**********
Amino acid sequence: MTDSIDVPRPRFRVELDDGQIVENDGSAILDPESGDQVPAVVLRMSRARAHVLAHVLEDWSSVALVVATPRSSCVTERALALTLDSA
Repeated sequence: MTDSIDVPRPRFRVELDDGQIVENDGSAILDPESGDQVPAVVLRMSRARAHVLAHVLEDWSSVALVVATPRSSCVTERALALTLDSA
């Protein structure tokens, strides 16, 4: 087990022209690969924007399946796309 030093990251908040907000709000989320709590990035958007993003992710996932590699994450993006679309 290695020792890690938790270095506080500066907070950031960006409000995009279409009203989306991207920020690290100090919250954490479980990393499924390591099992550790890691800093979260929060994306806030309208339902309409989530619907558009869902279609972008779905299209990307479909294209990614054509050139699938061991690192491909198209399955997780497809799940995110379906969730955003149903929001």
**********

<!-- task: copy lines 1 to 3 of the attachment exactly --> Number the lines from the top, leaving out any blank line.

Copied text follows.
Amino acid sequence: MTDSIDVPRPRFRVELDDGQIVENDGSAILDPESGDQVPAVVLRMSRARAHVLAHVLEDWSSVALVVATPRSSCVTERALALTLDSA
Repeated sequence: MTDSIDVPRPRFRVELDDGQIVENDGSAILDPESGDQVPAVVLRMSRARAHVLAHVLEDWSSVALVVATPRSSCVTERALALTLDSA
């Protein structure tokens, strides 16, 4: 087990022209690969924007399946796309 030093990251908040907000709000989320709590990035958007993003992710996932590699994450993006679309 290695020792890690938790270095506080500066907070950031960006409000995009279409009203989306991207920020690290100090919250954490479980990393499924390591099992550790890691800093979260929060994306806030309208339902309409989530619907558009869902279609972008779905299209990307479909294209990614054509050139699938061991690192491909198209399955997780497809799940995110379906969730955003149903929001």